Should AAT applicants request disclosure of confidential info?

Federal Court (Full Court): although the Tribunal informed the Appellant about the existence of confidential information, it did not inform her about the existence of a non-disclosure certificate; that was an error; the question was whether that error was jurisdictional; that depended, to some extent, on whether the Appellant should have have requested further detail of the confidential information that was not covered by the non-disclosure certificate

Summary and discussion

The Department cancelled the Appellant's partner visa under s 109 of the Migration Act 1958 on the basis that it had found the Appellant had provided incorrect information. The information said to be incorrect was that the Appellant had lived with the sponsor during a certain period of time.

The Appellant applied for review of the Department's decision to the Tribunal. The Department gave the Tribunal a non-disclosure certificate under s 375 of the Act, along with confidential information protected by that certificate. Other pieces of information were also provided to the AAT by the Department, although those other pieces were not protected by the certificate.

In essence, both the protected and non-protected pieces of information were treated as confidential by the Tribunal and suggested that the Appellant had not lived with the sponsor.

The Tribunal did not inform the Appellant about the existence of the certificate, but did inform her through a s 359A (natural justice) letter that it had received confidential information from different sources suggesting she had not lived with the sponsor, without disclosing the content of the confidential information.

Presumably, the existence of the certificate was only discovered (or confirmed) following an application to the Federal Circuit Court (FCCA) for judicial review of the AAT's decision. The FCCA application was dismissed and the Appellant appealed from the FCCA's decision to the Federal Court (FCA). The appeal was heard by the Full Court of the FCA (FCAFC).

Essentially, the Appellant made 2 arguments, as follows:

Argument 1:

The Appellant argued that the omission of the details of the non-protected pieces of information in the s 359A letter amounted to jurisdictional error. The FCAFC held that the natural justice letter's details had subsumed the non-protected pieces of information by informing the Appellant about the existence of evidence that suggested that she had not lived with the sponsor. As a result, the FCAFC held that the Tribunal complied with s 359A letter and Argument 1 failed.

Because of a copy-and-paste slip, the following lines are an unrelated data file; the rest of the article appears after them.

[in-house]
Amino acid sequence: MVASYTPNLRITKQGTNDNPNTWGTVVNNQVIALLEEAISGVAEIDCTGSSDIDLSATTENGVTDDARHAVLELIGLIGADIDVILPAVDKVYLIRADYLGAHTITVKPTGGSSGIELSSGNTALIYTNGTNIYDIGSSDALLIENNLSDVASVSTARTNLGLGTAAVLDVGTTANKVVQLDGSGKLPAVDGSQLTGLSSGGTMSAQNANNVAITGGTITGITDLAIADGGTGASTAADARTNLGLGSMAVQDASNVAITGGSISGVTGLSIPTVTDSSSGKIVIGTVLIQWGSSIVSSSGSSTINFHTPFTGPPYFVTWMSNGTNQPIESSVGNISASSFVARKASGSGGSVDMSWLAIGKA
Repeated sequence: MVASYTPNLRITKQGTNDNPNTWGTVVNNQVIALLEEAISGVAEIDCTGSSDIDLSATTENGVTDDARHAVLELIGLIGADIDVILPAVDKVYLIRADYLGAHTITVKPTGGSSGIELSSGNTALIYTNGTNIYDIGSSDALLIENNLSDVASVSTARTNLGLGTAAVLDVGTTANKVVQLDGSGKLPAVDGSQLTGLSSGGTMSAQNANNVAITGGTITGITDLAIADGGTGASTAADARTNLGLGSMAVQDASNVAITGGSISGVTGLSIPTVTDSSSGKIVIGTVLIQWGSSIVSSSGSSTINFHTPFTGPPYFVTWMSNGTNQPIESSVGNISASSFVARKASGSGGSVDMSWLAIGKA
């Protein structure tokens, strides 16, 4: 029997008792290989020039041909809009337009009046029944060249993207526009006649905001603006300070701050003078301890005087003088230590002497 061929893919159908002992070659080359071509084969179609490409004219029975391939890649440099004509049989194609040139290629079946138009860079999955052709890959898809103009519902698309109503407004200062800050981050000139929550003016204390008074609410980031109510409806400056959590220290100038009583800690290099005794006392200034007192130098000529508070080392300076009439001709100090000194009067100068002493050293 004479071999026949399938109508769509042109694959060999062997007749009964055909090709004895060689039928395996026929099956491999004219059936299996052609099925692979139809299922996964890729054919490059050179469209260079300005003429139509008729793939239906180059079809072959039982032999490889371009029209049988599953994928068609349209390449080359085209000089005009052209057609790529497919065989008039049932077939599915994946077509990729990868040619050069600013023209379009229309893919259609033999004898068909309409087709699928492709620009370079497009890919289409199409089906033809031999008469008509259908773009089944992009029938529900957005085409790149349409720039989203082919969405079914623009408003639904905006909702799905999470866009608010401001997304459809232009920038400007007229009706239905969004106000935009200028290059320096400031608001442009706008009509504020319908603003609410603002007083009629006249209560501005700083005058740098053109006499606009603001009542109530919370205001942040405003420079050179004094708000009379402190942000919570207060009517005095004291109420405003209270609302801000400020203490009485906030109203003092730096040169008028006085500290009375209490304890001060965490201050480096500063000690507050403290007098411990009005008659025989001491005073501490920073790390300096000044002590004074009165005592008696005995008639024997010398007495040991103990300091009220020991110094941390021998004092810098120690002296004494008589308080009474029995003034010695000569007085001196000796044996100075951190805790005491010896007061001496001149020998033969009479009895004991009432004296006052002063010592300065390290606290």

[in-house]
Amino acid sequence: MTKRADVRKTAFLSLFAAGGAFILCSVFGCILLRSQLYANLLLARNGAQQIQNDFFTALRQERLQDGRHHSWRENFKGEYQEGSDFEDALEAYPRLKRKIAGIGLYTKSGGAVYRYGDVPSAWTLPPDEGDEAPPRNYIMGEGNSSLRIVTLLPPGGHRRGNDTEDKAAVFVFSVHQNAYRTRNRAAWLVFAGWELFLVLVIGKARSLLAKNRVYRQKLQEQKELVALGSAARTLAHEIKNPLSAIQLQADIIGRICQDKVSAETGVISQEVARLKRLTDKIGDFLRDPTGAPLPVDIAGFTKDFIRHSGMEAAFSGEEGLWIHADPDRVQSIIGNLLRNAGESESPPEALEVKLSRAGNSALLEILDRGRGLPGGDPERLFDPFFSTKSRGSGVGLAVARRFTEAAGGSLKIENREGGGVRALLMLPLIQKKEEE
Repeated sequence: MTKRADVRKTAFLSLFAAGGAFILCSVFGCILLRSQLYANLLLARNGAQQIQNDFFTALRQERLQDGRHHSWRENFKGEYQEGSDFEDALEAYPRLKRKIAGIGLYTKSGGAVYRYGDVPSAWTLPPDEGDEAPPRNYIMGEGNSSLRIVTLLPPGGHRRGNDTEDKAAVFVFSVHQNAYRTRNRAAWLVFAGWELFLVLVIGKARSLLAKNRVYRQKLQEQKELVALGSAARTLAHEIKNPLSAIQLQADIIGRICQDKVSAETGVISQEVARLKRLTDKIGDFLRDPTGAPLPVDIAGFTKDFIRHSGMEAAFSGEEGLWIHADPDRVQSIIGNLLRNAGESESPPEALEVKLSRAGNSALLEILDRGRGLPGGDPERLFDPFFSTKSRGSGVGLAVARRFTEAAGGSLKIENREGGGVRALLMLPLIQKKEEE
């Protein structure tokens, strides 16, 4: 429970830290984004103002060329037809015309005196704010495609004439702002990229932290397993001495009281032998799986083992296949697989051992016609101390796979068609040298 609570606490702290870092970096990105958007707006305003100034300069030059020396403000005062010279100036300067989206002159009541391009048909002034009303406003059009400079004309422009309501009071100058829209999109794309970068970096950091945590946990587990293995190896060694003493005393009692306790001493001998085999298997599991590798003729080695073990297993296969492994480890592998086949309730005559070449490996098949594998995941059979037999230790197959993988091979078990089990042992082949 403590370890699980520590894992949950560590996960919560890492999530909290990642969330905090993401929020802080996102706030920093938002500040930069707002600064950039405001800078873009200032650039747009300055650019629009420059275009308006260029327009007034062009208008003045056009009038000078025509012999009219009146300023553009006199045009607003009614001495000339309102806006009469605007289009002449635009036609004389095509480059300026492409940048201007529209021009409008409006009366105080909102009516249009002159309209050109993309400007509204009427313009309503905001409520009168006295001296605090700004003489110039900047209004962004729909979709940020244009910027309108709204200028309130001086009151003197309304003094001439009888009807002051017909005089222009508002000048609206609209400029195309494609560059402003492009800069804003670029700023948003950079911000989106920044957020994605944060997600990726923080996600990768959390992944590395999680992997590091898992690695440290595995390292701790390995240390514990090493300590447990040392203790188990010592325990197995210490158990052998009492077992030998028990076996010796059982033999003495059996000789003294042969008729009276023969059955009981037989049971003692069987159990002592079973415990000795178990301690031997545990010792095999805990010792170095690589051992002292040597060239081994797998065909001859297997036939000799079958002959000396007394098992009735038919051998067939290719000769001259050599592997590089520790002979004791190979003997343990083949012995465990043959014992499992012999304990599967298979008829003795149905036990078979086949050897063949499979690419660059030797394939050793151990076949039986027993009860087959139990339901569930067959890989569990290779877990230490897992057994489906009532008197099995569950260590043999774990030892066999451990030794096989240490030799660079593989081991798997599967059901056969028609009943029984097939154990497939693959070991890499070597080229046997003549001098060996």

Argument 2:

The Appellant argued that, had she been notified of the existence of the non-disclosure certificate, that 'would have permitted her lawyers to have requested the Tribunal to disclose, consistently with Burton at [40], information that was not covered by the certificate', that is the non-protected pieces of information.

Based on SZMTA, it was not in dispute that the fact that the AAT did not inform the Appellant of the existence of a non-disclosure certificate (as opposed to the content it protected), amounted to a legal error. The question was whether that error was jurisdictional.

The FCAFC observed that the error was only jurisdictional if, had it not been made, it could have resulted in a different outcome (see the materiality test in Hossain and SZMTA).

It was not in dispute that it was open to the Appellant 'to have requested [from the Tribunal] further detail of the confidential information, to the extent the Tribunal was permitted to disclose it'. It was also not in dispute that the Appellant did not make that request to the Tribunal.

The question to the FCAFC was whether the non-disclosure of the non-protected pieces of information gave rise to a practical injustice, depriving the Appellant of the opportunity to make submissions in that respect and to obtain a different outcome, despite the fact that the Appellant could have, but did not, make a request for the Tribunal to disclose the content of the non-protected pieces of information. In other words, did the lack of such a request render the AAT's error non-jurisdictional?

The FCAFC held that ...

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